There’s no silver bullet to becoming successful, but there are some simple ways you can transform the way you work and become more effective. Stephen Covey has seven habits you can incorporate into your daily life.
Seven habits of effective people and how you can adopt them
Firstly, let’s look at why positive habits are crucial to productivity and what goes into building them. According to Stephen Covey, a ‘habit’ comprises three essential dimensions: knowledge, skills and desire. Covey believes a habit is the intersection of these three aspects, and therefore to introduce and maintain a particular habit in your life, it should be compatible with your knowledge, skills and desire. In simple words, these aspects signify:
Knowledge being the theoretical foundation: To describe this lucidly, the ‘knowledge’ behind a habit is the awareness about what has to be done, and why it should be done. Being aware of the need, pros and cons of a particular habit lays the foundation for developing it further.
Skill as expertise: Skill is the know-how behind a habit; having the ability and eventually developing the expertise to carry out a certain task as a habit.
Desire forms motivation: Most importantly, both knowledge and skill should amalgamate to create a deep desire to continue with a certain habit.
According to Covey, when knowledge, skill, and desire merge then the habit that you’re trying to adopt is highly likely stay to stay for longer. It could also possibly become a lifestyle! Now that the structure behind a habit is understood, let us have a look at the ‘seven habits’ that Stephen Covey is famous for explaining.
The seven habits which can boost your effectiveness
Be proactive: this is the first and possibly the most important step to bringing about a real change in your life. If you want to boost productivity and how effective you are, then stop blaming external factors or depending on them for your success. Take charge of your own life, accept that your life is an outcome of your own decisions, choices, and actions – amidst the circumstances handed to you. Constantly endeavour to evaluate what you can change about the way you work, and do all you can to bring about this change. In short, be ‘self-aware’ and willing to improve yourself.
Be clear with the end goal of your actions: This translates to focus. Be convinced by the final goal that you want to achieve, and how the action you undertake will help you achieve that. Once that is decided, never lose sight of the end goal. Besides providing strong motivation, this will also ensure that you do actually achieve the target you intended to – which will boost your effectiveness.
Prioritize well: When faced with a barrage of work, don’t become a nervous wreck. you have several tasks to complete, organize them into a checklist in an order of descending importance. Assess the different tasks according to how important or urgent they are, and tackle the most pressing ones first. This helps to reduce stress, ward off procrastination, and also ensures that you complete your work in a way that doesn’t leave any stakeholder disgruntled.
Think of the success of all stakeholders: This is a crucial habit which has been sidelined in many organizations today. To explain this better: think of a particular business deal you have to negotiate with a client. Your goal is to maximize the profit of your organization, and striking a highly profitable deal would mean you’ve done your job right. On the other hand, the client wants to get the best value for money and does not want to compromise on quality. What would you do? You should make a balanced decision; consider the situation from the client’s viewpoint as well, and create a business deal which satisfies the client’s needs as well as helps you achieve your goal. The client will appreciate your work and you will have won a long-term source of business.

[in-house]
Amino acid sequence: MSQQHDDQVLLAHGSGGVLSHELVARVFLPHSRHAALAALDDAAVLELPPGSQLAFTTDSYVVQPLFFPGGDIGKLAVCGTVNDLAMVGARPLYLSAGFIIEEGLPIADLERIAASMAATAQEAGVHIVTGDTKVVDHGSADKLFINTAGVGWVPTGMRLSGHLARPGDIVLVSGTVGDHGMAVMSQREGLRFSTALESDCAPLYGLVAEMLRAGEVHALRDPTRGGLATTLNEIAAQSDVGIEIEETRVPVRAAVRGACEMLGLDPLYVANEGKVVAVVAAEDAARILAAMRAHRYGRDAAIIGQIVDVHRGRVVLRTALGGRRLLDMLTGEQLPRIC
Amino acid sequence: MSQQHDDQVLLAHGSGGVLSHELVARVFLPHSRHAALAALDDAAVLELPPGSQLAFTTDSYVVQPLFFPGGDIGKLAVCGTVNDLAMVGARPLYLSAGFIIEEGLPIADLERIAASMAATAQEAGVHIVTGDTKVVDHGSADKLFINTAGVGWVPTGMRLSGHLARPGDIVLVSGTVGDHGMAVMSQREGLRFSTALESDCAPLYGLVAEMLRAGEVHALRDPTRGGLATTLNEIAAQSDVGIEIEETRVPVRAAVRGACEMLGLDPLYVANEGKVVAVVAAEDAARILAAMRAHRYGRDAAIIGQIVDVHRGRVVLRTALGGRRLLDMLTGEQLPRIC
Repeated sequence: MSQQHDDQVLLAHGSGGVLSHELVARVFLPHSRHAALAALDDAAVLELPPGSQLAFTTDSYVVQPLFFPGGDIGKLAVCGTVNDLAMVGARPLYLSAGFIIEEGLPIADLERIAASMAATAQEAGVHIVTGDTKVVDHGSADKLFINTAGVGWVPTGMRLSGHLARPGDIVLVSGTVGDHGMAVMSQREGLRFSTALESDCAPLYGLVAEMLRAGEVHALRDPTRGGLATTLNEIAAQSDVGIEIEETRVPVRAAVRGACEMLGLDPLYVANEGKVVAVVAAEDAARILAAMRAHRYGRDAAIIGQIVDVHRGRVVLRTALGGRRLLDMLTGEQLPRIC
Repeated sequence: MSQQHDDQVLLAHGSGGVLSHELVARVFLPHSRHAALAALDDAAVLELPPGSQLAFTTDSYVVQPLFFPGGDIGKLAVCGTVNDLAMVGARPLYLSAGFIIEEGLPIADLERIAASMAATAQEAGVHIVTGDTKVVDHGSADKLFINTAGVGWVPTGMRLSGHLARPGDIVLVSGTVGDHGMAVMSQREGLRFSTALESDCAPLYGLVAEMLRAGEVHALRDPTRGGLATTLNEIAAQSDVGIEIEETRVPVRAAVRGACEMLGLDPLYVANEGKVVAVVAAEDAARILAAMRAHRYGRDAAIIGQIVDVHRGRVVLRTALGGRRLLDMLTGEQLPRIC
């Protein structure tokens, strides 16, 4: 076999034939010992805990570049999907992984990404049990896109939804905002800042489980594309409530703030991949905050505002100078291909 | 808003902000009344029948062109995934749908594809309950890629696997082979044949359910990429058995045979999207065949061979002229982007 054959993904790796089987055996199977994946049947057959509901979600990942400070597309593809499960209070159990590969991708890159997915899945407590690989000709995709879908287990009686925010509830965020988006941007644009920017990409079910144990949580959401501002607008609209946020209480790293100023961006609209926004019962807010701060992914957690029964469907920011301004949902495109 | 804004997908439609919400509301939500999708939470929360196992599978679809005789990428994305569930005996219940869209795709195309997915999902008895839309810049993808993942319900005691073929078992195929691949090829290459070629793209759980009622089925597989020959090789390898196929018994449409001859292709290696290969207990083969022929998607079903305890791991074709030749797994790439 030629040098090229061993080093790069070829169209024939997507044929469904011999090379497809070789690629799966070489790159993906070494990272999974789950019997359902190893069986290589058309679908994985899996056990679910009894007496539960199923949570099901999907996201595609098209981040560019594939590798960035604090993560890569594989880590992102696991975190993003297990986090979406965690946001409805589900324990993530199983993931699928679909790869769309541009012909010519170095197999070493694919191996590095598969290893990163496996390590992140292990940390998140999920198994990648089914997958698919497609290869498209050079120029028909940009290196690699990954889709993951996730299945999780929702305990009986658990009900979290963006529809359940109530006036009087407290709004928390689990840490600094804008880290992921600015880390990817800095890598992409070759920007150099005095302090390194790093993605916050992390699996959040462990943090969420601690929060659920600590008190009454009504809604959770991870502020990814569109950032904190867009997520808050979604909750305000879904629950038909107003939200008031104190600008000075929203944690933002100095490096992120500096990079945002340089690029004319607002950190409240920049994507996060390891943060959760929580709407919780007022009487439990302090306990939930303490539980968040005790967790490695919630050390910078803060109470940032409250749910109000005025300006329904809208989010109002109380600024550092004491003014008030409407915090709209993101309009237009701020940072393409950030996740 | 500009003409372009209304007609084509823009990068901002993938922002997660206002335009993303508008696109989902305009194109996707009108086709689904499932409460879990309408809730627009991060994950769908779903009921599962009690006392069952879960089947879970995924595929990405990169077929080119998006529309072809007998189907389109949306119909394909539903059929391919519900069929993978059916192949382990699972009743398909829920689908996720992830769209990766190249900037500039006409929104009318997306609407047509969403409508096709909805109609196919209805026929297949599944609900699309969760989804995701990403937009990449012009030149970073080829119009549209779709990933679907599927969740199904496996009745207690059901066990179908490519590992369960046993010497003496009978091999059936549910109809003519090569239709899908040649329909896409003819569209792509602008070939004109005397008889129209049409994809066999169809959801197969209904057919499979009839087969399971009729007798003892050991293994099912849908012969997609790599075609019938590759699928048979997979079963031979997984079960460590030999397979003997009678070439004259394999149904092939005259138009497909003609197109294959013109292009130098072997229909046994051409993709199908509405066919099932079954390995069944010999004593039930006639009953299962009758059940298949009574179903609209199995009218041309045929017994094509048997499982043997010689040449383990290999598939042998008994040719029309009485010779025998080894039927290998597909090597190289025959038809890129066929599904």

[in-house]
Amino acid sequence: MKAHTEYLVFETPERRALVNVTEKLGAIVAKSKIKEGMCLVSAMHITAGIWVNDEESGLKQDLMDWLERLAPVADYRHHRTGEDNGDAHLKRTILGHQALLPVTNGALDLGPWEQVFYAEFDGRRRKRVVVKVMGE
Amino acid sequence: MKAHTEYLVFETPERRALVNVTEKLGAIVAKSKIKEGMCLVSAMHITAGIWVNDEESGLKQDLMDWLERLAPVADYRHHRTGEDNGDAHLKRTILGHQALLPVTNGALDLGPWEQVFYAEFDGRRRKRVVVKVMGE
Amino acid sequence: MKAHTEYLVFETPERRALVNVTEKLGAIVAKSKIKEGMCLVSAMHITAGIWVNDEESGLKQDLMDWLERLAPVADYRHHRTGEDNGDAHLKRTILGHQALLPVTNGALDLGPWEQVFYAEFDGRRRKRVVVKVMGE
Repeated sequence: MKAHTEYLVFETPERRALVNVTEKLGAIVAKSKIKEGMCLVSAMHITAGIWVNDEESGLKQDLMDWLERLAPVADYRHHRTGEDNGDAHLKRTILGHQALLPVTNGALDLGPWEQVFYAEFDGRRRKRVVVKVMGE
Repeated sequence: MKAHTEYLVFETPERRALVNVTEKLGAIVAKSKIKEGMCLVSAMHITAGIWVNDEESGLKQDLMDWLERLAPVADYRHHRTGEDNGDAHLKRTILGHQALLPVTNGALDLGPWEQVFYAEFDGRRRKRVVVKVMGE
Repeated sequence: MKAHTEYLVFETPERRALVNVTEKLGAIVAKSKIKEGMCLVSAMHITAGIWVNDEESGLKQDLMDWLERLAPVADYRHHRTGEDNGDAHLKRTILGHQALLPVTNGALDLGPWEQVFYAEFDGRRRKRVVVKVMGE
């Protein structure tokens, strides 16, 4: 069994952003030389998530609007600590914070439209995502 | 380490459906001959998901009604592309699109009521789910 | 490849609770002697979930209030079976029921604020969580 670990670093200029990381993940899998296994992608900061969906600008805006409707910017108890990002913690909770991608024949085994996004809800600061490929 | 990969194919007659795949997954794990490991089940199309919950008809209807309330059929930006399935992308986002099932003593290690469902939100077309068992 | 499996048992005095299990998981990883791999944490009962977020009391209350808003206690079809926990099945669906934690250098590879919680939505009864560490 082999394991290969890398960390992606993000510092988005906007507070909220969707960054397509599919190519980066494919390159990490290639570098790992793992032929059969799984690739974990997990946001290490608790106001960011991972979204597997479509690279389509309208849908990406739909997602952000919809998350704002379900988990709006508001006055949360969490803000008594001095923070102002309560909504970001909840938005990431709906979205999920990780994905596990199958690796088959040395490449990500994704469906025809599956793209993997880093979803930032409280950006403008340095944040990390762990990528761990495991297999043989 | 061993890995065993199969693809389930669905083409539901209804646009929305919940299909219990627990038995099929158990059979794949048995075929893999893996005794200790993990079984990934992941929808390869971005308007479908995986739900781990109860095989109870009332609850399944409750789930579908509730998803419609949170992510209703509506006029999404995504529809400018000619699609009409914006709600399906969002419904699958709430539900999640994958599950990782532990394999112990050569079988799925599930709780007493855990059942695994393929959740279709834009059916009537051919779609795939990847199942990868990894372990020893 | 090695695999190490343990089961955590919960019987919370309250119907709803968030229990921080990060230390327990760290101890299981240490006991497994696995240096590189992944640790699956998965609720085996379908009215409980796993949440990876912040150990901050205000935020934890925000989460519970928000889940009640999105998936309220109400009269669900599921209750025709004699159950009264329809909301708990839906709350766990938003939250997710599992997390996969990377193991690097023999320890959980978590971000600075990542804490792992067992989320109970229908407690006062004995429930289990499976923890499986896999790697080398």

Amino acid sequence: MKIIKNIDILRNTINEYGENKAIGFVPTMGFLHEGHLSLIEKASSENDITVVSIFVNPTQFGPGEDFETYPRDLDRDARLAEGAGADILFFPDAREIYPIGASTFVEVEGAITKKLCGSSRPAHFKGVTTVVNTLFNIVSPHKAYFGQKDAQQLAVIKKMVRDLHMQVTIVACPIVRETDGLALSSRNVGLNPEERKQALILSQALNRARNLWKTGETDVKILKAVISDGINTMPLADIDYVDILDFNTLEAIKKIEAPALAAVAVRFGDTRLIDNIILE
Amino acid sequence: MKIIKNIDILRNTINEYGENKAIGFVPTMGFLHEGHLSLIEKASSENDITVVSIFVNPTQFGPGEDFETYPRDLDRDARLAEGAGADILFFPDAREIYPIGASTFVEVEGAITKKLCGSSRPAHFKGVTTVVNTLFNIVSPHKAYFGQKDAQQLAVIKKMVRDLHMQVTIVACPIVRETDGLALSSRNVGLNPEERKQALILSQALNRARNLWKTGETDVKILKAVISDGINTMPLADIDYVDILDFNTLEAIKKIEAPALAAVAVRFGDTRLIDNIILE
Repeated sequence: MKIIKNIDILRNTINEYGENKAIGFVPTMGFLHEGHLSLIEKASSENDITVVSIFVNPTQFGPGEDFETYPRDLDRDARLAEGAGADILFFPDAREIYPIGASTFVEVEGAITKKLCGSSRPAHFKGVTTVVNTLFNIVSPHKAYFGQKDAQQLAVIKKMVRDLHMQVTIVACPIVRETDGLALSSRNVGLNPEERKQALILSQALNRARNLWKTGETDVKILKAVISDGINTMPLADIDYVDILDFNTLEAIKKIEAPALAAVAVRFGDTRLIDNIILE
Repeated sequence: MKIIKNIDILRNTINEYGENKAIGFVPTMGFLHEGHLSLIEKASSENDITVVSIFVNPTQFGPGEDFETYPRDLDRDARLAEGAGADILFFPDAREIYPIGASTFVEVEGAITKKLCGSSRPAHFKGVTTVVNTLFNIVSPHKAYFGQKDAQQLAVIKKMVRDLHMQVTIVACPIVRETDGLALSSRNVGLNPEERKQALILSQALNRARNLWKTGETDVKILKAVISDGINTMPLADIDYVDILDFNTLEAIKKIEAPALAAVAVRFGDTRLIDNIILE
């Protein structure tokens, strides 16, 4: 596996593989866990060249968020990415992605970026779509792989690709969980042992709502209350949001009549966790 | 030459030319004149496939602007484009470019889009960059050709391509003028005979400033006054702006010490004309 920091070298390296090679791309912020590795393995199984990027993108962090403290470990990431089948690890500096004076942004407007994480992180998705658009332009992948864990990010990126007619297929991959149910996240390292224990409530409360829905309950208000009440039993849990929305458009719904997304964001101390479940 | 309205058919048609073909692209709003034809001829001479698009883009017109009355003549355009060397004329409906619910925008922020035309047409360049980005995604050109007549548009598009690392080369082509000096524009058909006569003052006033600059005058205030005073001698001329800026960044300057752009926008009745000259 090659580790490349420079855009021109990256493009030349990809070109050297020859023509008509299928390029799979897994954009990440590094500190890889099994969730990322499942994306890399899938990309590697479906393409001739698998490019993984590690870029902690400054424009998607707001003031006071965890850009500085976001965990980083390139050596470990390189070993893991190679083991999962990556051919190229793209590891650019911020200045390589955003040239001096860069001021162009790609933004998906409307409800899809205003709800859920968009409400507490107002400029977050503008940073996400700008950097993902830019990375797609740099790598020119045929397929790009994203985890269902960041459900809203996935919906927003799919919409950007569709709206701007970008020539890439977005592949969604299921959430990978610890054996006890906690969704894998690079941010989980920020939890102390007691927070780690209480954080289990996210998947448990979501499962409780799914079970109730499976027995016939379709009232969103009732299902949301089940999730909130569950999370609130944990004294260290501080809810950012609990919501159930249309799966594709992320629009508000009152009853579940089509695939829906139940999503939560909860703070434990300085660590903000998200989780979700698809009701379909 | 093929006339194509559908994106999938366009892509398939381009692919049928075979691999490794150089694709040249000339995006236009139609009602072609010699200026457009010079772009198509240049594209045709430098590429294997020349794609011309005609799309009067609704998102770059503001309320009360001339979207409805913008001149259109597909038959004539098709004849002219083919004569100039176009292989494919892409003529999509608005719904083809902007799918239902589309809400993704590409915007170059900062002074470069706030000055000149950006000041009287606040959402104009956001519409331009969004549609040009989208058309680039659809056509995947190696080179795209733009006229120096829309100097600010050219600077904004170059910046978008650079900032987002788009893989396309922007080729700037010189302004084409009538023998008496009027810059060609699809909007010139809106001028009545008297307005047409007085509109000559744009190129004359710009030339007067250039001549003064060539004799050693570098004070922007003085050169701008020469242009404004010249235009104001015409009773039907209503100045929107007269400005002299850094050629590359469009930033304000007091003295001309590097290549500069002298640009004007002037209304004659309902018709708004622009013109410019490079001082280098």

Communicate more to understand others: Listen as much as you speak. Take your time to understand the experiences, feedback or suggestions that others share with you, before launching into your own opinion. Clear and frequent communication can help you diagnose the problem to be worked on, and will give you a better idea of how others view the same issue. This new perspective could help you devise a much more effective solution – and will ensure you are tackling the actual challenge that your team is facing – and not something that you have mistakenly imagined to be.
Cooperate: A team is more effective than the sum of its individuals – cooperation with others is key to boosting your own effectiveness. No person can achieve professional success all alone. It takes the support of a like-minded team to boost your organization’s productivity. Stephen Covey also explains that one should freely information, and believes that success is abundant enough to share with others. He claims this will help you achieve greater heights, while being selfish and secretive with knowledge and expertise will eventually poison even your best efforts.
Regular self-renewal: Avoid complacency and constantly endeavour to learn about the latest developments in your field. Research well about what other organizations in the same domain are doing, and have the humility to learn from competitors or younger employees. Also, learn to de-stress by taking some time off from work, which will help you renew and refresh.